KILLEEN, Texas -- Victims and family members of the 2009 Fort Hood shooting say legislation to classify it as a terrorist attack is long overdue. It's currently classified as workplace violence.
U.S. Congressman John Carter, (R-Round Rock), is sponsoring legislation that recently passed the House of Representatives and is now headed to the U.S. Senate. He's hopeful it will be made law in a matter of weeks after a five year long fight. It would give those killed or injured expanded military benefits including compensation, health care and Purple Heart medals.
"One of the things we learn at Fort Hood is some of these battles are long, but we got to keep fighting," said Carter.
U.S. Representative Bill Flores (R-Waco) and former Congressman Allen B. West joined a news conference a the future site of a memorial for the shooting victims outside the Killeen Conference Center. West was stationed at Fort Hood when he served as a lieutenant colonel in the Army.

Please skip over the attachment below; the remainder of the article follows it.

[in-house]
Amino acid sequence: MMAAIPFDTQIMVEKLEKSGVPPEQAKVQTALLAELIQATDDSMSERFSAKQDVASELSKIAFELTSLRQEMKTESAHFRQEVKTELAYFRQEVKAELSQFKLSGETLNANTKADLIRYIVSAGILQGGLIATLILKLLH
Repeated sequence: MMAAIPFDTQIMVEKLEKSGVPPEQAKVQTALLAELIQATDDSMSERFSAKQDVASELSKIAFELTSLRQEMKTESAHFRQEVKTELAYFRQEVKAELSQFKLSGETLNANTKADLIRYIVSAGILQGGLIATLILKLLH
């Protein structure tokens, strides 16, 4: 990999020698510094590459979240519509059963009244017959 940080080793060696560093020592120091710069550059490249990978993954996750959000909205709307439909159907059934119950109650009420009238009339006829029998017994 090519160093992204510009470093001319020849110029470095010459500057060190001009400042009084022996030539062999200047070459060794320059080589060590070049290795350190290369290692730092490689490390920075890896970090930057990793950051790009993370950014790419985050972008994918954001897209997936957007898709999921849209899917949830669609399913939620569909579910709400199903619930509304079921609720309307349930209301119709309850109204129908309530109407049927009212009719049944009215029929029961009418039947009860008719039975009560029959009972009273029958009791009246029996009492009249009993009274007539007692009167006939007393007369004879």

"This is no different from 9/11, no different from Pearl Harbor," said West. "It's the most heinous of a sneak attack because it was a person who wore a uniform of the United States military."
Retired Army Sergeant Howard Ray saved nine people on Nov. 5, 2009. He says survivors faced a war zone in their own back yard and deserve combat level benefits including compensation, health care and recognition.
"From the guilty’s own words to everything the FBI and everyone released regarding this, it is a clear case of terrorism," said Ray.
Carter says the Honoring Fort Hood Heroes Act has bipartisan support.